Being familiar with the cycling of the double Rad Penny can help when playing against it. If U.B.’s deck is sufficiently thinned, try to keep them alive, forcing the other player to cycle deck before destroying the Rad Pennies. Being able to turn that recursion off, to any degree, will help limit the aember control to the Miasma Bomb and the double Look Over There!. If you lack high effective power, having a deck with lots of 2- or 1- power creatures isn’t a bad alternative as it will make the Look Over There! plays much harder to do.

As luck would have it, this week’s spotlight deck squared off against last week’s spotlight deck, Reever Zho Amerhyx! Reever is a deck that pulls off its GenKA combo and pressures the board with good destruction cards and a potentially big Hypnotic Command play.

In the Archon game, artifacts dominated early. Hobo piloting Reever got out Lash of Broken Dreams and Mirton got out the Quixxle Stone. Hobo pressured early with multiple Mars turns, but didn’t get the Generosity off just yet. Mirton answered, purging the Lash and getting out the Rad Pennies and Seeker Needle early. The Quixxle Stone made a difference as well, forcing bad discards for Hobo—not only creatures, but cards like Unlocked Gateway and Banish, because playing them would put cards like Rad Penny back in the deck or worse, in Mirton’s archives.

Mirton forged first key, but doing so caused Reever’s Strange Gizmo to destroy Quixxle Stone, opening the door for a big Dis response that saw Nyzyk Resonator exhumed and Angwish hit the board to up key cost to as much as 13. While Mirton was ahead, checking for second key at 9 aember, Hobo got off Reever’s GenKA play at turn 10 to forge a key, draw 18 cards, and get grip of the board to such an extent that Mirton conceded the following turn.

In the Reversal game, both decks worked much more slowly, getting creatures onto the board, perhaps expecting Quixxle Stone to hit the board soon. The first big play came from Hobo, using U.B.’s Untamed action cards to check at 11 aember and put 10 power counters on Dark Harbinger. Mirton’s response was as good as it gets, using Reever’s Mars house to its fullest extent to Hypnotic Command-Zookeeper and then GenKA to forge at zero aember while bringing Hobo’s aember total from 11 to 5. Following that, Mirton used Reever to continually pressure the board and check for subsequent keys, ultimately winning in convincing fashion.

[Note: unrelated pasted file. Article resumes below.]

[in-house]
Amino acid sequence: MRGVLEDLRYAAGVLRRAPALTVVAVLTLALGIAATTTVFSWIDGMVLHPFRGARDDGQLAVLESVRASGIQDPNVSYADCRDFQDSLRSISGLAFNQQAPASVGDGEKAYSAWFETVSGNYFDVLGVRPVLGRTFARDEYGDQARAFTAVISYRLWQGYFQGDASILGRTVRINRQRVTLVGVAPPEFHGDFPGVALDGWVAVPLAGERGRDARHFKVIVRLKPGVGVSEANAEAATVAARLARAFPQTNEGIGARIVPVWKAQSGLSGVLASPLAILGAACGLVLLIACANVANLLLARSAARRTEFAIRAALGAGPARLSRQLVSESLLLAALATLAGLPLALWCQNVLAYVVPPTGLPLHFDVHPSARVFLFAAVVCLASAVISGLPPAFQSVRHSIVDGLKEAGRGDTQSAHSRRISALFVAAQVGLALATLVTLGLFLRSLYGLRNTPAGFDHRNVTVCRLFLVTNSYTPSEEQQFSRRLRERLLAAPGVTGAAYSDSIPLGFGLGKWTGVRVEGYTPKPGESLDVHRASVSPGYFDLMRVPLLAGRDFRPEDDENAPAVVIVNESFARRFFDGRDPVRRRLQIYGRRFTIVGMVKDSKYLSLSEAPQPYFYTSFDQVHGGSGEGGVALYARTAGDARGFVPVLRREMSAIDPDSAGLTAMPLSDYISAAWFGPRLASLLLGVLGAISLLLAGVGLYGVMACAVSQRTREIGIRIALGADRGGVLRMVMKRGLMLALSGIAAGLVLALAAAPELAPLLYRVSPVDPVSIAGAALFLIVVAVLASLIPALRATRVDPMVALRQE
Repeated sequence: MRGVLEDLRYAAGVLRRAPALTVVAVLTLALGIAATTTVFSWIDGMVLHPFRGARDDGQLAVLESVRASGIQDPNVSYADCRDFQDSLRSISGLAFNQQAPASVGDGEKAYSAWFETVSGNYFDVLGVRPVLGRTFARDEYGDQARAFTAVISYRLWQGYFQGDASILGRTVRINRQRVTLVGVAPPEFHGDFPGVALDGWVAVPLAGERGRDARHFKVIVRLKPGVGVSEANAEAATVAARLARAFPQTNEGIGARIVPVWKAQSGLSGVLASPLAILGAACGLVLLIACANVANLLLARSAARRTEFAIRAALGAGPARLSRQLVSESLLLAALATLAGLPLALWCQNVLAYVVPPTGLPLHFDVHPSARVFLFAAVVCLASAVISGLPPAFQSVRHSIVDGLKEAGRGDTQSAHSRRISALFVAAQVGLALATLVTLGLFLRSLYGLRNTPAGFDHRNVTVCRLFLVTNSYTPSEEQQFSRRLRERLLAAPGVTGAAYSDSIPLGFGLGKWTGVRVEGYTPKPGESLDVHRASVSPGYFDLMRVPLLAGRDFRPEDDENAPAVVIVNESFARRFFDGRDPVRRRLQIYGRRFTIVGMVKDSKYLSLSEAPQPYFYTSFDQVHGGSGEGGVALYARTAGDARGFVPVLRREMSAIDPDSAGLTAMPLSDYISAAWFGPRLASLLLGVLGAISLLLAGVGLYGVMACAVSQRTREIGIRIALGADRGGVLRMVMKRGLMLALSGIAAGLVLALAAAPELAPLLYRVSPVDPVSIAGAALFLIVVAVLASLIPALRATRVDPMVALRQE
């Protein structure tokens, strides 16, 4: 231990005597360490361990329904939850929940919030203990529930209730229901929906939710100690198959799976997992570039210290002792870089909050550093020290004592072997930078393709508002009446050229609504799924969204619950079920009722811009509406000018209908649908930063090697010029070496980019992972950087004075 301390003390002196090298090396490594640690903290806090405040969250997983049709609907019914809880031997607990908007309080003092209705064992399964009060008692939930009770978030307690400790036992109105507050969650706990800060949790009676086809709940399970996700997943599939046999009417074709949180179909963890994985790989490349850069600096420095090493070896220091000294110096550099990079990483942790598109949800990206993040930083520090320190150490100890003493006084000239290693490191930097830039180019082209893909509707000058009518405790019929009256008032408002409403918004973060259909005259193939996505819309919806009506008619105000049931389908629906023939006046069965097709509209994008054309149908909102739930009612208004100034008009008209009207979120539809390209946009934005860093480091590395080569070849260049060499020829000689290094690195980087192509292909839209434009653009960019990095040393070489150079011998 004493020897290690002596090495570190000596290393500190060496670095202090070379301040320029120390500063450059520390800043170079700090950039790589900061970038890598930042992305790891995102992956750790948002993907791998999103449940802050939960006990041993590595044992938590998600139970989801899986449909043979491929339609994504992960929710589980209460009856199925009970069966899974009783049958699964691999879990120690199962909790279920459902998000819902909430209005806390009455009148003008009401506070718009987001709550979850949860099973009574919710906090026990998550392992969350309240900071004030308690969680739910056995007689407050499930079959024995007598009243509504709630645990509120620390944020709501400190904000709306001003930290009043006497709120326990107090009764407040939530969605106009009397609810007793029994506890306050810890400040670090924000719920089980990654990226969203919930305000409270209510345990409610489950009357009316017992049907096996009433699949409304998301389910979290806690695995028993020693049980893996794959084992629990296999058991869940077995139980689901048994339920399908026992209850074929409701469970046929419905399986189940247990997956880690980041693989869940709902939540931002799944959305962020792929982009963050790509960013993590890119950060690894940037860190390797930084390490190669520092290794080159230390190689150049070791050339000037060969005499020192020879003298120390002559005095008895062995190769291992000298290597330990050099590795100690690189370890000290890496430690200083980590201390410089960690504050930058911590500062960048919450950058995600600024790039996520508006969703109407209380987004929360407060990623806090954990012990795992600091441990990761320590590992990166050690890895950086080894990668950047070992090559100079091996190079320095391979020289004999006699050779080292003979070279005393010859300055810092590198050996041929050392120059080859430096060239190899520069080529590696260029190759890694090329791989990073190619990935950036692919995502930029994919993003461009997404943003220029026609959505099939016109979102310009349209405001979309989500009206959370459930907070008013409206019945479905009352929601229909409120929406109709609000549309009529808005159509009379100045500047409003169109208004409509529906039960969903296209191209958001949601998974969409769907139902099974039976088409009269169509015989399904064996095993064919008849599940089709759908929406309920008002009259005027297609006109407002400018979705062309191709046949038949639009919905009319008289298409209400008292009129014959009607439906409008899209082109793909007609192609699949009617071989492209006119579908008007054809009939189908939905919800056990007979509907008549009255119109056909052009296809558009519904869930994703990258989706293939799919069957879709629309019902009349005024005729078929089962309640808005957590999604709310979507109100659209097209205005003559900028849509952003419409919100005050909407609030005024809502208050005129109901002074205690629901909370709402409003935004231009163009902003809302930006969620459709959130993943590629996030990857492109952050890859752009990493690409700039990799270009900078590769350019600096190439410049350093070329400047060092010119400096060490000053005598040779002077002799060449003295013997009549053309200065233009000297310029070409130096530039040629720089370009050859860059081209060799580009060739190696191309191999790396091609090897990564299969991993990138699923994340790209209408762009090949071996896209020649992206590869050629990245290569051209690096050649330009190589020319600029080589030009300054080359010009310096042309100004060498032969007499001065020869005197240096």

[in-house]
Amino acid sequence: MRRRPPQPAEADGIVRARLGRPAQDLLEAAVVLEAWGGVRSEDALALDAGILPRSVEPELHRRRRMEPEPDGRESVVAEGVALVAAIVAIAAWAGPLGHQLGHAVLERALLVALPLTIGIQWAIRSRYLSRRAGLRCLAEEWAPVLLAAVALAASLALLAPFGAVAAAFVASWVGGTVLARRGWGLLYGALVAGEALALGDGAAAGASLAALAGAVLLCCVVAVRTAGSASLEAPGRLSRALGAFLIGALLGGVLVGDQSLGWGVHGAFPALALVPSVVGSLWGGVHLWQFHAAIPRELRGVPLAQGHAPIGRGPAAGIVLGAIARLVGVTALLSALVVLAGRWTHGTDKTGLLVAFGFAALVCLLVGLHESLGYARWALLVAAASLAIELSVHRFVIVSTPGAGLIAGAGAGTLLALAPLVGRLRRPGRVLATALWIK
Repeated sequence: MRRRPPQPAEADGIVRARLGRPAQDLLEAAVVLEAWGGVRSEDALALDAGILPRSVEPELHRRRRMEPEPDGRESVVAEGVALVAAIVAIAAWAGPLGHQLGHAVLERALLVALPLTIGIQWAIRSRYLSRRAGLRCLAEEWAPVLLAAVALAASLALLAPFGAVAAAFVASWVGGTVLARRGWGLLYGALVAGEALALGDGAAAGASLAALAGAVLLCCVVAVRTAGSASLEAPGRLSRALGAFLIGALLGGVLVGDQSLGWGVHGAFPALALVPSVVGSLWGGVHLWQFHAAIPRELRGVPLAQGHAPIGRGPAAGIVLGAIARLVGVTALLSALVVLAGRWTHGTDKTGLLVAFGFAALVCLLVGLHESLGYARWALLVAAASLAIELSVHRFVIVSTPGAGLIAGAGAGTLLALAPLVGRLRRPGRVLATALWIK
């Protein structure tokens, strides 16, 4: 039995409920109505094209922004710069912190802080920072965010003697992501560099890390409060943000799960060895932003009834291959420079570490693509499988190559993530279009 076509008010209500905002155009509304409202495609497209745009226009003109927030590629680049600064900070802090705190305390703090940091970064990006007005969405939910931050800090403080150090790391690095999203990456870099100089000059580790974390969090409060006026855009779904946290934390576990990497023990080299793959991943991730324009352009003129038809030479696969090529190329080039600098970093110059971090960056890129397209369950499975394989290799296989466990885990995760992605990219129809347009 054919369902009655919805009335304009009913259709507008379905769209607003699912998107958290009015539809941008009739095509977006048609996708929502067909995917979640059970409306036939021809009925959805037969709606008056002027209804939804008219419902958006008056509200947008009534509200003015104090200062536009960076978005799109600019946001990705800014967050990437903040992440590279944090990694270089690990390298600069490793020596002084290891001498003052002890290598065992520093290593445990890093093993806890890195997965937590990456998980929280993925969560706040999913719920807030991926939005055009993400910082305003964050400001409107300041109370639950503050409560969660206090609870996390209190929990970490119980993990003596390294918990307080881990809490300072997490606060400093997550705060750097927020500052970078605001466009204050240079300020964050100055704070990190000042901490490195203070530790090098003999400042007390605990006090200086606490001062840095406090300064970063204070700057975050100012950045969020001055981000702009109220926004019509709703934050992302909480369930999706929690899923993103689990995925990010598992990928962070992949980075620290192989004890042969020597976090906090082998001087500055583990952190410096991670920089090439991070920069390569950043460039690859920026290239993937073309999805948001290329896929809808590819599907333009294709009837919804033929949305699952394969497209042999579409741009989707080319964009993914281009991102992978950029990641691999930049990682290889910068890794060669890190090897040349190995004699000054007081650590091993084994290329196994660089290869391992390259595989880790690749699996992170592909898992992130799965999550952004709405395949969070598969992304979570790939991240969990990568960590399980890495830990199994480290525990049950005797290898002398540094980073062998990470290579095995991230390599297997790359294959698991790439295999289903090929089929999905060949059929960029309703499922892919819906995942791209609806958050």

Mirton piloting U.B. split their games 1-1 this week against a very formidable GenKA deck. Mirton showed his ability to pilot judiciously in the Reversal match by maximizing those Mars combos, and it was a testament to both pilots that the results were consistent between the two games. Many Keyforge matches are simply a matter of one deck having the answer to another, of one being the “rock” to its “scissors.” Or, it is often the case that one deck is simply more powerful than the other: has more diverse control options, better quality creatures, etc. This matchup appears to be more of the former, with both decks being good, with the caveat that Reever has a huge game- changing play in its GenKA combo. Still, this was a really interesting matchup for reading Keyforge meta, where U.B. with its potential for crazy high expected aember and good destruction couldn’t get past the big, admittedly unfair, Mars key cheat.

Finally, as a last bit of analysis. Consider the AERC numbers of both U.B. (on the left) and Reever (on the right):

This is to say that both decks are built quite similarly and have similar AERC proportions. E and C are basically identical. Both have artifact control. Admittedly, Reever’s A is better than U.B.’s, but U.B. also has better disruption. The one big difference, I think, is the speed/efficiency which, in Reever, is being boosted entirely by the Martian Generosity. All of this is to say that the difference between these two decks hinges almost entirely on a single power play/combo/card in GenKA. But it also tells us that AERC and SaS, while invaluable to the way we understand the game, never tell the whole story.

—WoodrowS (phalanxstrike)